Saturday, November 13, 2010

Dearly departed in Detroit

Donations helped secure a marker for Florence Ballard of
the Supremes, who is buried in Detroit Memorial Park East.
Not to be morbid, but my colleague from Detroit has shared a link to a website revealing a fascinating look at resting places for some of his hometown's dearly departed musicians.

You don't have to be from Detroit, or even Michigan, to appreciate the wealth of information provided on artists both obscure and famous, many of whom have been all-but-forgotten over the years.

Kudos to the Detroit News for "Chorus of Angels: Here lie the people who shaped Detroit's musical heritage."  You can get lost for hours rediscovering artists like Renaldo "Obie" Benson of the Four Tops or hearing obscure cuts like "Rock and Roll Grandpap" by country crooner Don Rader.  Here's the link:

Just click on a cemetery and run your mouse over the mug shots for information on those interred.  For instance, a tour of Woodlawn reveals 19 notable "residents," including Earl Van Dyke (July 18, 1930-Sept. 81, 1992), leader and keyboard player of the Funk Brothers. You can read a short short bio of Van Dyke and hear a sample of a record he played on ("My Guy" by Mary Wells).  There's also a printable PDF map of each cemetery for folks who wanted to pay their onsite respects.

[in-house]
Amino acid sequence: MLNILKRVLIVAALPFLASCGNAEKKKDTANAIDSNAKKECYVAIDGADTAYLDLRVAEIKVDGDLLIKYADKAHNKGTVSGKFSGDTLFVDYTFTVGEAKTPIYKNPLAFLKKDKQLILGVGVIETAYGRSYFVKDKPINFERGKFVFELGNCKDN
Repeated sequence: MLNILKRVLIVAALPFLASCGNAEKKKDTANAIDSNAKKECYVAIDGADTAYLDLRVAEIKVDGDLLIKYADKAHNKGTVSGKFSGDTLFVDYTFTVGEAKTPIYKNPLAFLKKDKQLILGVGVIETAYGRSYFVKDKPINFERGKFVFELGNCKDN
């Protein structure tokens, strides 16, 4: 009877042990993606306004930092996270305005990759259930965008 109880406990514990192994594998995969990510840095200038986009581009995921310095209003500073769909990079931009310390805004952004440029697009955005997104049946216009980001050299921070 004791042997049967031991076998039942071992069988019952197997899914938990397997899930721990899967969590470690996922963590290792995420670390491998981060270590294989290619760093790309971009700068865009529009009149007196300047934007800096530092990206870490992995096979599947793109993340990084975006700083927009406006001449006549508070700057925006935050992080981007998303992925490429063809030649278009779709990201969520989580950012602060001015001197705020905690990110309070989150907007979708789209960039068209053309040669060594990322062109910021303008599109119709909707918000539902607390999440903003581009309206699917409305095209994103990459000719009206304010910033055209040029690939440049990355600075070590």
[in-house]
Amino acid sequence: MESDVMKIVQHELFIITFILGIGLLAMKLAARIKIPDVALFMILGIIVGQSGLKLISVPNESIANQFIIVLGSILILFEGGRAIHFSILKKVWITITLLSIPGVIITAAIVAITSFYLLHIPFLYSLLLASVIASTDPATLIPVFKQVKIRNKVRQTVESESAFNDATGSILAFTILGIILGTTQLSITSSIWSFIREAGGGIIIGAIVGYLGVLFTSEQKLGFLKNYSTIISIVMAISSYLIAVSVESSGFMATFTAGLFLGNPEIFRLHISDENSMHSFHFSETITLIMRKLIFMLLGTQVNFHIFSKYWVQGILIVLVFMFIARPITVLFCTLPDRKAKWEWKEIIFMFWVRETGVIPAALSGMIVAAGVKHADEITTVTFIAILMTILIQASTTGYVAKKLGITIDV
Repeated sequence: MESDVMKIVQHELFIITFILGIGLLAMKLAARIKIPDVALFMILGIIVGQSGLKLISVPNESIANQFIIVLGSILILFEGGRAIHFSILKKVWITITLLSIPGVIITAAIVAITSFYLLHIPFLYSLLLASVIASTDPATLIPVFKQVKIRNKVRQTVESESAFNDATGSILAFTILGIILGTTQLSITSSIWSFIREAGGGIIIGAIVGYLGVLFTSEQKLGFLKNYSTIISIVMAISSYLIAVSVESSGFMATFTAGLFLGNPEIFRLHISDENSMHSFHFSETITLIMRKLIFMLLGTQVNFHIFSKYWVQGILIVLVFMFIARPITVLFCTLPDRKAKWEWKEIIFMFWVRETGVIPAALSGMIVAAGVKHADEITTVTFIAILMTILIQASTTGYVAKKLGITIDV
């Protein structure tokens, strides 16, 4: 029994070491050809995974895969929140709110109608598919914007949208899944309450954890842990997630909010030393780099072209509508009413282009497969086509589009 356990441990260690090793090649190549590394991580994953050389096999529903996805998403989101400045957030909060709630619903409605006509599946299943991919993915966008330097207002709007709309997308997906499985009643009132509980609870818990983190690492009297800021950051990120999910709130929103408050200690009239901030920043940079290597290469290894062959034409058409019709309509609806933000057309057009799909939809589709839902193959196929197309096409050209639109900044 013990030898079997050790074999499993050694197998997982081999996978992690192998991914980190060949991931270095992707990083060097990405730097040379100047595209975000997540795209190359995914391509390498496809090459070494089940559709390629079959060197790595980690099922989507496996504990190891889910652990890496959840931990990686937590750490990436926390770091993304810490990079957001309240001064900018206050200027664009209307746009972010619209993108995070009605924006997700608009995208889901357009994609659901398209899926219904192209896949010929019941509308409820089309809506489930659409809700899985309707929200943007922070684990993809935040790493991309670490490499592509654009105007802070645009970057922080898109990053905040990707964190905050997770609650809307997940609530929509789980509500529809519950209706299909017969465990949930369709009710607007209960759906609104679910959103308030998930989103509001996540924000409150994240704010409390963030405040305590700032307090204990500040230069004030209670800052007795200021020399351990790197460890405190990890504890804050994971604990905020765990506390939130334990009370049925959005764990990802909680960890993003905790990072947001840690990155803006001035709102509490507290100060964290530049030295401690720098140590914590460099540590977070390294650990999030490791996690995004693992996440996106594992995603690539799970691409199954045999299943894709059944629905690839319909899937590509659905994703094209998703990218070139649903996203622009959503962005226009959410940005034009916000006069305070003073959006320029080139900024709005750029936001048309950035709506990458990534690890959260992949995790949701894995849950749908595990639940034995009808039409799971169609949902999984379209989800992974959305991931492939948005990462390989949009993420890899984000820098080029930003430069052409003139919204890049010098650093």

If we ever get back to Detroit we'd like to visit Memorial Park East, the resting place of Florence Ballard.  The former member of the Supremes is one of rock's great tragedies, living her final years in poverty and passing tragically at the age of 32.  The soundclip with her bio is "Buttered Popcorn" which featured her "churchy alto."

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